Just like that scene in the first Resident Evil film, you’ll regularly come across the lifeless bodies of your former crew, often floating right up into your face before you even realise they’re there! Although there is a trophy for finding all of these poor souls in a single playthrough, I had more fun simply locating them then throwing them around as if they were dummies. Sure, it’s disrespectful and something you should never do, but it made the situation a bit more light-hearted!
This brings me nicely onto the physics within the game. I’ve recently reviewed the incredible Paper Beast, a game in which physics play a major role in both solving the puzzles and progressing through the story. In FREEDIVER: Triton Down, physics are also important, but not really in regards to moving forward, they emphasise the realism and atmosphere your experiencing. As such, just like zero-gravity games (like Detached), items which are underwater can be pushed and thrown with ease, slowly floating around the watery corridors. You can also push things out of the way and bump into them as you have a physical body which impacts with anything it touches, rather than just passing through like a ghost.
Movement around the ship also utilises physics, holding a wall or stationery item and thrusting yourself off it will result in you gliding through the water like an eel. I particularly loved the oxygen tanks on the ship – they have a mouthpiece which is dangling from a tube off the tank. To refill, you have to grab it and shove it over your mouth, watching as the oxygen within your lungs increases. If you’re still moving though, due to momentum, then you risk the device flying out of your hand mid-refill and pinging its way back to the tank. For me, this added even more stress and worry to refilling as I often didn’t realise I was drifting, resulting in losing my grip – causing me to panic as I try to swim back to the station before I run out of air.
In regards to the trophies – they were made for people who love a good challenge. There’s no platinum (boo) yet you’re required to escape without dying, using any o2 tanks, or using the flashlight! I’ll be honest – I haven’t achieved these and I don’t think I will – it’s stressful enough having to find the next o2 tank, never mind ignoring them and only using air pockets!
FREEDIVER: Triton Down had me sweating, not only due to the intense workout with the realistic movement mode but because it felt so real and was triggering my anxiety and memories of the past. This and Intruders are the only games that have done something like this to me, the situations and immersion within the games trigger things you can’t get via playing a game in flat mode. As such, I would go as far as saying that the VR element of this game is high up on my list of favourite games to show off VR with.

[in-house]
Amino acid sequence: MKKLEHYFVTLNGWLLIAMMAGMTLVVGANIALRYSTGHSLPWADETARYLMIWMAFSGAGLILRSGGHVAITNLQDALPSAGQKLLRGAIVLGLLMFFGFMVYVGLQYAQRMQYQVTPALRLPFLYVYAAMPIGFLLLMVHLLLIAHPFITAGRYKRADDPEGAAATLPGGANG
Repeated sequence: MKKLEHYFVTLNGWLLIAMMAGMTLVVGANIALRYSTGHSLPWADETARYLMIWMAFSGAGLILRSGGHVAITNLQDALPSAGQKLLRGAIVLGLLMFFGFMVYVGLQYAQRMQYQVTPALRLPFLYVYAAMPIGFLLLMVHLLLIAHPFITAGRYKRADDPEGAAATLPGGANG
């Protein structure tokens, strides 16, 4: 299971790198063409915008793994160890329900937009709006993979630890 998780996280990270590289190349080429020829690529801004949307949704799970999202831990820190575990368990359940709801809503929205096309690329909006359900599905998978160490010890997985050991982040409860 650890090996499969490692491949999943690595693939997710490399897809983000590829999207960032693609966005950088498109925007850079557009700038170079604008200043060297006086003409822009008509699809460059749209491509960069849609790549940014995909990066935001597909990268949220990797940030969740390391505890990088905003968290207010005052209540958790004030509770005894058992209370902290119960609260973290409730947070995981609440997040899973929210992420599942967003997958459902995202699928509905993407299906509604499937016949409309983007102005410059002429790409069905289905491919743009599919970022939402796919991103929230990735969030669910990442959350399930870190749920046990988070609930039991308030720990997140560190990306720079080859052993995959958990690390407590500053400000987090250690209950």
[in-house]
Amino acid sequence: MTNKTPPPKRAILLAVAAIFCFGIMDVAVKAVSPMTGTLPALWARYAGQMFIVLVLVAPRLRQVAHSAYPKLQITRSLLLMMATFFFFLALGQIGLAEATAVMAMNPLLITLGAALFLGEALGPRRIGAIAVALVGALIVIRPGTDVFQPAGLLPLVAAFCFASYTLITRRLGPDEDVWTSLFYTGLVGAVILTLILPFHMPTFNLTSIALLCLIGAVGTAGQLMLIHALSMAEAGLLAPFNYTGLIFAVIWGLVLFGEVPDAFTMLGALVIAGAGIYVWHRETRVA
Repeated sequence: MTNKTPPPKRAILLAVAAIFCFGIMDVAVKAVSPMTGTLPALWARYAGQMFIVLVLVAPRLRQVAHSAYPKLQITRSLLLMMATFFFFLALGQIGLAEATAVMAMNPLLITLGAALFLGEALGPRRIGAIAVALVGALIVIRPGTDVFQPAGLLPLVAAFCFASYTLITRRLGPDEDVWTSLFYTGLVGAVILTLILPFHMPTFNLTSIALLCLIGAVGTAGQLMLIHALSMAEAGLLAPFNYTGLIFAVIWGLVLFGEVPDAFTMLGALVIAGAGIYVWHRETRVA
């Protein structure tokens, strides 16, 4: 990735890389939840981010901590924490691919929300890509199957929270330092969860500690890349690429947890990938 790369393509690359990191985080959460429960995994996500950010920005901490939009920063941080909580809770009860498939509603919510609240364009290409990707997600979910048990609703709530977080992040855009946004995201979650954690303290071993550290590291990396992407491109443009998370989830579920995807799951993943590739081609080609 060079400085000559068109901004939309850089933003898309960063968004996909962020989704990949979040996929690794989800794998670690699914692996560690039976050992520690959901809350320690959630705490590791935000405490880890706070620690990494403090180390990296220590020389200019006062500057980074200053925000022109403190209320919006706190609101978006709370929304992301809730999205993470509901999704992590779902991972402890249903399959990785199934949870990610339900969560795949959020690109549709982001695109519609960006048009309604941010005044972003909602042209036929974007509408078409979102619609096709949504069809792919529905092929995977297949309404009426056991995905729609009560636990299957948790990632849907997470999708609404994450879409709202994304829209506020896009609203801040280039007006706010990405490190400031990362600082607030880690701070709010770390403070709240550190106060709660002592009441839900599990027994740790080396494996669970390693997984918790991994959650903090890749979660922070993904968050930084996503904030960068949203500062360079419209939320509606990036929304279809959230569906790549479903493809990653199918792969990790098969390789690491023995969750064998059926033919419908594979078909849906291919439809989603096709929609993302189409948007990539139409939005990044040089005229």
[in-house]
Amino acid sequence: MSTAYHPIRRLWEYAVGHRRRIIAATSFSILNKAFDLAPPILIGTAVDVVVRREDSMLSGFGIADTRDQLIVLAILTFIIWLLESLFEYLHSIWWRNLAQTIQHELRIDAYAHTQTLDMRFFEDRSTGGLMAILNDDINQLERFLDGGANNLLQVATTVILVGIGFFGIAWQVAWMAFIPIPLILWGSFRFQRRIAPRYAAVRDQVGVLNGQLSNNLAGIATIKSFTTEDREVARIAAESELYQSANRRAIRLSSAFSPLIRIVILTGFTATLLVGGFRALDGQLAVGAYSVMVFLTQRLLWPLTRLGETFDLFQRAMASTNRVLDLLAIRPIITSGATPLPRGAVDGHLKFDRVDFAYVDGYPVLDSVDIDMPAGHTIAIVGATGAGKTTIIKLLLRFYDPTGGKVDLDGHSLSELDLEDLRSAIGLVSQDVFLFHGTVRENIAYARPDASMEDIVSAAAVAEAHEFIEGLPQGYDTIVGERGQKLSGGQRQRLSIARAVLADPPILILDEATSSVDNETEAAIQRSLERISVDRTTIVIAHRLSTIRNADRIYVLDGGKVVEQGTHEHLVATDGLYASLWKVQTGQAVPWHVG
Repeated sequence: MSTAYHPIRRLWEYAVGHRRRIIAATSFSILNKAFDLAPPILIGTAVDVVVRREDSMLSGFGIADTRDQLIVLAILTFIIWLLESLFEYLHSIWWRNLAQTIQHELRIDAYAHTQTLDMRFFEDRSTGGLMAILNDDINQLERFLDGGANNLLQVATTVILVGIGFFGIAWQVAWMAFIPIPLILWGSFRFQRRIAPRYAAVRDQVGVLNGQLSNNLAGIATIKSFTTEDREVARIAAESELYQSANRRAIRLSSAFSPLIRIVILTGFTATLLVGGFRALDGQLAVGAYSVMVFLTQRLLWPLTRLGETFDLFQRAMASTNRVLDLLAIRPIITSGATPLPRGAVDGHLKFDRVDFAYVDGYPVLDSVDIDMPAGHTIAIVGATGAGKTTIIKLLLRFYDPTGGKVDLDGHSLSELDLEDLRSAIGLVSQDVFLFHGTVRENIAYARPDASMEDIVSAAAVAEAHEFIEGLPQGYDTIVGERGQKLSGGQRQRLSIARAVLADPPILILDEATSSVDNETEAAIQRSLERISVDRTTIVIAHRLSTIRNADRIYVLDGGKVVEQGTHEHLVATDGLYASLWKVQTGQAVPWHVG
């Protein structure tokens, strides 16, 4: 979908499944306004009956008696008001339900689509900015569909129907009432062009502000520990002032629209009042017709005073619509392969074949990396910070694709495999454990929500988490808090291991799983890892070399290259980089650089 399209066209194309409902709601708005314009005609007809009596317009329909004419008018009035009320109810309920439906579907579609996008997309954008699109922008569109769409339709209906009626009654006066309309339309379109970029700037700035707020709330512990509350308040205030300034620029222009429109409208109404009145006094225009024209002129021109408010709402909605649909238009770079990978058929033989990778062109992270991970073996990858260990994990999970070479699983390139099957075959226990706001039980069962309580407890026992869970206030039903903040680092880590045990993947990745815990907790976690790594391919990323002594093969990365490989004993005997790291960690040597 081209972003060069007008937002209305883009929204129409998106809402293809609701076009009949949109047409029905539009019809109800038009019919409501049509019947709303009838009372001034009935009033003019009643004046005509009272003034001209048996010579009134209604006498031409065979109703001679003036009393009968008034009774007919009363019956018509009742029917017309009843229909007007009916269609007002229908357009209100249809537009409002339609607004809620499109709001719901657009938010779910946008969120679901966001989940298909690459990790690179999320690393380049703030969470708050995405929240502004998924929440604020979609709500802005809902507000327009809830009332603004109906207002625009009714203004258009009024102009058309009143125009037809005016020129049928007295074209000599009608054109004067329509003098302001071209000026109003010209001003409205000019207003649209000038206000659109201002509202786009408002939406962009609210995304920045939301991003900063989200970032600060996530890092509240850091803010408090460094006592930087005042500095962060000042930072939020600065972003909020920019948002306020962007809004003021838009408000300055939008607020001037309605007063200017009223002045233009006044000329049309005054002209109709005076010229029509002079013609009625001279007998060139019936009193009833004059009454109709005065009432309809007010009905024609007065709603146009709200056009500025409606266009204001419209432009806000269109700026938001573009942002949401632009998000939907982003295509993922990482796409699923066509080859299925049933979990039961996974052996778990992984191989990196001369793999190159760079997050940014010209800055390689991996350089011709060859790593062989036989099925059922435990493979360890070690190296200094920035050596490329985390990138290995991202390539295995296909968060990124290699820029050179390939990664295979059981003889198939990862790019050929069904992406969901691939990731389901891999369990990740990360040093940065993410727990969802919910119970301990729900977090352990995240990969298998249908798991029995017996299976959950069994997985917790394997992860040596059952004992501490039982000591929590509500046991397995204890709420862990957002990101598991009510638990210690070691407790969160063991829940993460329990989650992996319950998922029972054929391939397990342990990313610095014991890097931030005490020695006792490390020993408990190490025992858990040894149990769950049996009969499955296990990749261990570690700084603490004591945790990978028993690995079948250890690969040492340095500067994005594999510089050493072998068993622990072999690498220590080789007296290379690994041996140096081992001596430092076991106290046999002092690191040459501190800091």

The audio further enhanced the overall experience by utilising the 3D audio within VR, allowing you to hear things happening all around you whilst also being able to pinpoint where the noise is coming from. As the game is all about isolation, trying to escape the ship alone with no threat other than the fear of drowning, you don’t have to worry about creatures or monsters stalking you – it’s all about listening to your surroundings and looking for tools which will help you out. As such, headphones are a must.
In terms of the visuals, I personally thought they were really clean and sharp for a PSVR game, it even has third-person cutscenes – which was a surprise. However…
This particular release is the FREEDIVER: Triton Down – Extended Cut, a version practically rebuilt from scratch for the PSVR and Quest headsets. As such, there have been compromises and elements removed or altered from the original PC VR edition. First of all, the graphical fidelity is reduced, the dynamic lights and shadows are removed, and the overall quality isn’t on the same level as the PC version. However, to counter this, the developers have ‘extended’ this version by giving us a flashlight, collectable audio logs, and expanded areas to explore. But, as I said earlier, I thought the game looks fantastic via PSVR so don’t worry about the quality if buying for this headset.
Despite my fear of the sea and drowning, FREEDIVER: Triton Down – Extended Cut was a thoroughly enjoyable realistic freediving experience. The constant fear of running out of oxygen whilst trying to open a door or find an air pocket was really intense and terrifying. The story being told was engaging and gripping, but it does end abruptly, leaving you wanting more just as it’s just about to get even more exciting! If you have any VR headset and wouldn’t mind reenacting trying not to drown as a ship capsizes for a few hours, pick this game up and give it a go – I highly recommend it.
FREEDIVER: Triton Down£11.99
- - Realistic visuals and intense survival elements
- - Fun, intuitive swimming mechanics
- - Perfectly recreates a lonely and isolated atmosphere
- - Requires a bit of exploration and investigation to figure out what you're doing
- - Challenging trophies
- - Ends abruptly, making you want more right now!